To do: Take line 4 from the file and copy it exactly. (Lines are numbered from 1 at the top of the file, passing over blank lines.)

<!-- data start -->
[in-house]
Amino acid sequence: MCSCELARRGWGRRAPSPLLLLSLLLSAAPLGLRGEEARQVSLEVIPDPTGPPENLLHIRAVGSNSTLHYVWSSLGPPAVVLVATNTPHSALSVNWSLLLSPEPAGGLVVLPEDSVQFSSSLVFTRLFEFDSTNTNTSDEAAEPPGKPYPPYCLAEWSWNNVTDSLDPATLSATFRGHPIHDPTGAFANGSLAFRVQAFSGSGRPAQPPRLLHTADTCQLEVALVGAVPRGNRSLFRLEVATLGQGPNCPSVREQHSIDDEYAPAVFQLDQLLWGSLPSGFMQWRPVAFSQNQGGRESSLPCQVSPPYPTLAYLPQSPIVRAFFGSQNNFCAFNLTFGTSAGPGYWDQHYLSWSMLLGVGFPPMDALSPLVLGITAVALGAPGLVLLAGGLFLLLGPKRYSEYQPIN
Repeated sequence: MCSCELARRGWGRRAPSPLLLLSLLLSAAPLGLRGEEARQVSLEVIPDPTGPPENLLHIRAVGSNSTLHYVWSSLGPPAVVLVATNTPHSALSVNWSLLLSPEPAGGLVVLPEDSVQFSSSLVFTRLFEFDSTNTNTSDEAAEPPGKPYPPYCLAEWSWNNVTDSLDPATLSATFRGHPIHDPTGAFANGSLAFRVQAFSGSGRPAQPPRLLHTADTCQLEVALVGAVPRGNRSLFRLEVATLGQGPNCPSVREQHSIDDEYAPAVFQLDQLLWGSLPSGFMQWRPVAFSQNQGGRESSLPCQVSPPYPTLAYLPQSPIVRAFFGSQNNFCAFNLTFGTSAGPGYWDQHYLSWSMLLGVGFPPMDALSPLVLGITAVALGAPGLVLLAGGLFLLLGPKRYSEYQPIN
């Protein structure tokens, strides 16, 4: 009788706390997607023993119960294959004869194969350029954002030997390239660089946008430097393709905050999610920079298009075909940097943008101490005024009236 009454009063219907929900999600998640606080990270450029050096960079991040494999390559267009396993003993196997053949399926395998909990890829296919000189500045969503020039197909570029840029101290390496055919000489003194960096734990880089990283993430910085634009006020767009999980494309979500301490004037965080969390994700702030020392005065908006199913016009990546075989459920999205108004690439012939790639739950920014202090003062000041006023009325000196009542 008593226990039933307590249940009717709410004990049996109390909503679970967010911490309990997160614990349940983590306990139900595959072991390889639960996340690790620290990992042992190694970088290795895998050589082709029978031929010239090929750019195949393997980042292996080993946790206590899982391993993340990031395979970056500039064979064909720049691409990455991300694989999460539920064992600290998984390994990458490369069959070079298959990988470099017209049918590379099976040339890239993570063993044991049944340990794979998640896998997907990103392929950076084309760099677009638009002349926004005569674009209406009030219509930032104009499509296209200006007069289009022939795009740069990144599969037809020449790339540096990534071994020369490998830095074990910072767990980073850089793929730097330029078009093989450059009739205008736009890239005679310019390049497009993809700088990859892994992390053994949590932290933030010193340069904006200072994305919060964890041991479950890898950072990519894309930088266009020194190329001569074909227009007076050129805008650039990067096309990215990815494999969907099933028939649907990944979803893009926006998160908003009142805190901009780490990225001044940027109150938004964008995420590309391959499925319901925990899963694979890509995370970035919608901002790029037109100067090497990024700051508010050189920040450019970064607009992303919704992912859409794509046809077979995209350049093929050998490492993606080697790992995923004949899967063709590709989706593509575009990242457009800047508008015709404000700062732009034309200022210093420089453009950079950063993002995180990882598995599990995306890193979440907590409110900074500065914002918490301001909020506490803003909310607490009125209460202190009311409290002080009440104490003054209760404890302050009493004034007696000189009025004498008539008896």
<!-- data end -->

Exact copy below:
């Protein structure tokens, strides 16, 4: 009788706390997607023993119960294959004869194969350029954002030997390239660089946008430097393709905050999610920079298009075909940097943008101490005024009236 009454009063219907929900999600998640606080990270450029050096960079991040494999390559267009396993003993196997053949399926395998909990890829296919000189500045969503020039197909570029840029101290390496055919000489003194960096734990880089990283993430910085634009006020767009999980494309979500301490004037965080969390994700702030020392005065908006199913016009990546075989459920999205108004690439012939790639739950920014202090003062000041006023009325000196009542 008593226990039933307590249940009717709410004990049996109390909503679970967010911490309990997160614990349940983590306990139900595959072991390889639960996340690790620290990992042992190694970088290795895998050589082709029978031929010239090929750019195949393997980042292996080993946790206590899982391993993340990031395979970056500039064979064909720049691409990455991300694989999460539920064992600290998984390994990458490369069959070079298959990988470099017209049918590379099976040339890239993570063993044991049944340990794979998640896998997907990103392929950076084309760099677009638009002349926004005569674009209406009030219509930032104009499509296209200006007069289009022939795009740069990144599969037809020449790339540096990534071994020369490998830095074990910072767990980073850089793929730097330029078009093989450059009739205008736009890239005679310019390049497009993809700088990859892994992390053994949590932290933030010193340069904006200072994305919060964890041991479950890898950072990519894309930088266009020194190329001569074909227009007076050129805008650039990067096309990215990815494999969907099933028939649907990944979803893009926006998160908003009142805190901009780490990225001044940027109150938004964008995420590309391959499925319901925990899963694979890509995370970035919608901002790029037109100067090497990024700051508010050189920040450019970064607009992303919704992912859409794509046809077979995209350049093929050998490492993606080697790992995923004949899967063709590709989706593509575009990242457009800047508008015709404000700062732009034309200022210093420089453009950079950063993002995180990882598995599990995306890193979440907590409110900074500065914002918490301001909020506490803003909310607490009125209460202190009311409290002080009440104490003054209760404890302050009493004034007696000189009025004498008539008896």